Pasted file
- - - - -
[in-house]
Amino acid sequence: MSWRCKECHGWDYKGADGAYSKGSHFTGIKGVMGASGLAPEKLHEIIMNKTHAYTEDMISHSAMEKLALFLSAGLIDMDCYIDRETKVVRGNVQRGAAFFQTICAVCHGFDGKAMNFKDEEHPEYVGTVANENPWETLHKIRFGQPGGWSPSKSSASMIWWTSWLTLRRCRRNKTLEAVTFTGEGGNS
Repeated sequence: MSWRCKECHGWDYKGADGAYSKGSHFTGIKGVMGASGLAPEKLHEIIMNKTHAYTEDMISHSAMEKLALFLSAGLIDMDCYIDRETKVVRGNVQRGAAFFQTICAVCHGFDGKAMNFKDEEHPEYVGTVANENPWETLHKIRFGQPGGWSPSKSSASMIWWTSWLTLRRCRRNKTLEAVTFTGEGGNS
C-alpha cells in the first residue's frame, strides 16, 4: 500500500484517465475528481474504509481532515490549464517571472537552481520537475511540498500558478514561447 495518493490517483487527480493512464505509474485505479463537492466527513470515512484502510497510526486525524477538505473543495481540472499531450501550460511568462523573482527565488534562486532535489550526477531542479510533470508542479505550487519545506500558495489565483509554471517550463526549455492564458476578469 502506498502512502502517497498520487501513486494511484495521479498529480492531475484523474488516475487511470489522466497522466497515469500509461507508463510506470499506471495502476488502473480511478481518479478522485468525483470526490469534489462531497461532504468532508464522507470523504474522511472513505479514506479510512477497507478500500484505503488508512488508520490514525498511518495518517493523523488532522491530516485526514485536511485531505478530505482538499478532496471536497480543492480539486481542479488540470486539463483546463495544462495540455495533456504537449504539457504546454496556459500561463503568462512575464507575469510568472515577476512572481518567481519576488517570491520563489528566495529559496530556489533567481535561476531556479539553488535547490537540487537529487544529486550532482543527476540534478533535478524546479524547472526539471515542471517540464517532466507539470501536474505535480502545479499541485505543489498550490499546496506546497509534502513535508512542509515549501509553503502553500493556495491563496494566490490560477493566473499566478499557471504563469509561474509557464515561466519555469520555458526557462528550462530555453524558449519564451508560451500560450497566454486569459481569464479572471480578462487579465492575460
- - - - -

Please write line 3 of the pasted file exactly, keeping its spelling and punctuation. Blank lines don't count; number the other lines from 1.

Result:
Repeated sequence: MSWRCKECHGWDYKGADGAYSKGSHFTGIKGVMGASGLAPEKLHEIIMNKTHAYTEDMISHSAMEKLALFLSAGLIDMDCYIDRETKVVRGNVQRGAAFFQTICAVCHGFDGKAMNFKDEEHPEYVGTVANENPWETLHKIRFGQPGGWSPSKSSASMIWWTSWLTLRRCRRNKTLEAVTFTGEGGNS